If you’re brand new to contacts or thinking of switching over from glasses, the thought of putting tiny corrective lenses on your eyes might cause some apprehension. How do these almost invisible lenses even work? It’s pretty amazing stuff, and you should read our article on the history of contact lenses to see how far we’ve come. (Teaser: It used to involve submerging one’s head in a bowl of water.)
But what may come as a surprise is there are actually many different kinds of contact lenses, and they fall under two main categories: hard and soft. To help you become familiar with the various types of contacts, we’ve made a little crash course. Check it out.
Soft Contact Lenses
These are the most popular lenses for consumers. Soft contact lenses are composed of a type of plastic and water which allow oxygen to reach the eye. They’re comfortable and come in several varieties, many of which are disposable for added convenience. These are some of the different types:
- Daily disposables are contacts you wear for one day only, then you can throw them away. This means you don’t have to clean them or risk dry eye or irritation from contact solutions. Your eye doctor may recommend this type of contacts to you if you have allergies.
- There are also other disposable-wear lenses that you can remove nightly and replace on a weekly, biweekly or monthly basis. Sometimes they can be expensive, but they’re convenient and can help with allergies or if you tend to form protein deposits on your lenses.
- Extended-wear lenses are worn overnight but must be removed at least weekly for a careful cleaning. Eye doctors are recommending them less frequently because wearing contacts overnight leads to a greater risk of corneal infection.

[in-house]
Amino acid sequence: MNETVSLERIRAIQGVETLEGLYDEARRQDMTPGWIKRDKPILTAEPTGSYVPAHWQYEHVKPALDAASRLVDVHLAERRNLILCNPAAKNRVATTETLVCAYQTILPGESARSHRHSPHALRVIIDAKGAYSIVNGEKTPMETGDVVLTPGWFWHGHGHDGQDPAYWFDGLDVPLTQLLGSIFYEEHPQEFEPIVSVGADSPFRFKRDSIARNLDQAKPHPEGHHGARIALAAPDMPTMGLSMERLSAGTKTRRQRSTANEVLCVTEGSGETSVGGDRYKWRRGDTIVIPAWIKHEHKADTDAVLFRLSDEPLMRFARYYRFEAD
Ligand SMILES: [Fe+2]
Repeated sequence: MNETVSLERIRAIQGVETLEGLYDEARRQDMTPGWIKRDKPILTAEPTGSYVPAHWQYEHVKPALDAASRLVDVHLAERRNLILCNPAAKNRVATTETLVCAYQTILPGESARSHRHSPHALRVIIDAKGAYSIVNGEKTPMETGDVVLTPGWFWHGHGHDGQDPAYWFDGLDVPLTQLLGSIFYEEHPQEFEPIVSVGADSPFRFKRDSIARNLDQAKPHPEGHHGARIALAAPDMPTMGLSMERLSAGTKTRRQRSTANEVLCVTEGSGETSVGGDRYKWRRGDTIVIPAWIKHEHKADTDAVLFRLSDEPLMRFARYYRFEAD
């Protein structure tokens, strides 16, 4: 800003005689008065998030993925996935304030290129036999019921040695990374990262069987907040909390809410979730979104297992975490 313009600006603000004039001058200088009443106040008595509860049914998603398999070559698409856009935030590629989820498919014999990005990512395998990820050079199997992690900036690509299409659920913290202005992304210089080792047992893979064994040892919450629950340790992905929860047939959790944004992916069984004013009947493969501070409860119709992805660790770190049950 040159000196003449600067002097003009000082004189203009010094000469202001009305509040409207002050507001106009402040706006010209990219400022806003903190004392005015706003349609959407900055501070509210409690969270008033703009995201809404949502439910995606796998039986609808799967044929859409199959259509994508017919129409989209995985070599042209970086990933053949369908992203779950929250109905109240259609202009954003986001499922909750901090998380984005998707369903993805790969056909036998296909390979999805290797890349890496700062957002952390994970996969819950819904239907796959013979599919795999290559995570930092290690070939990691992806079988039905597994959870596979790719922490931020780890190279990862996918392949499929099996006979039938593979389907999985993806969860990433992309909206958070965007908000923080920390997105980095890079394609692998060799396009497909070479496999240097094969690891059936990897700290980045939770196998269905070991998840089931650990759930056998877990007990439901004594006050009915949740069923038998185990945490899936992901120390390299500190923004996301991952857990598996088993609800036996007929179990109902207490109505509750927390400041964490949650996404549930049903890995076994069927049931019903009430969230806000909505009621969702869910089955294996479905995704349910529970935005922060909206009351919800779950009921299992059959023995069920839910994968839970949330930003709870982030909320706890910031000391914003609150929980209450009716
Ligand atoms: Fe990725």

- There are also different types of colored soft contact lenses that can be used to change the color of your eyes, enhance your natural eye color, or even help you locate them if they’re dropped. Keep in mind that you should only use colored contacts that are available by prescription, not over-the-counter ones that are illegal and can cause serious eye damage.
Hard Contact Lenses
The hard contact lenses most commonly used today are called RGP (rigid, gas-permeable lenses). They’re made of silicone or fluoropolymers which allow them to hold their shape. These contacts also permit oxygen to freely flow through the lenses to the cornea. Sometimes, RGP lenses are the preferred choice over soft lenses for correcting astigmatism in the cornea. They’re also helpful if you have allergies or tend to form protein deposits on your contacts.
Bifocal or Multifocal Contact Lenses
If you have trouble with both near and far vision, your optometrist may prescribe bifocals or multifocal lenses. These lenses can help correct myopia (nearsightedness), hyperopia (farsightedness) and presbyopia, which is when your eye loses the ability to focus from far to near as you get older. Bifocal and multifocal lenses are available in both soft and hard lens types.
Whether you switch to contacts or stick with eyeglasses, VSP Direct™ has your eye care needs covered. Starting as low as$17 a month, our vision plans can save you hundreds annually on vision expenses. Take a few minutes to compare plans to find the right vision plan or call 800.785.0699 to enroll in vision insurance today.
VSP Individual Vision Plans Testimonials; What Our Members Are Saying Our members come first at VSP. That’s why we offer unparalleled custome...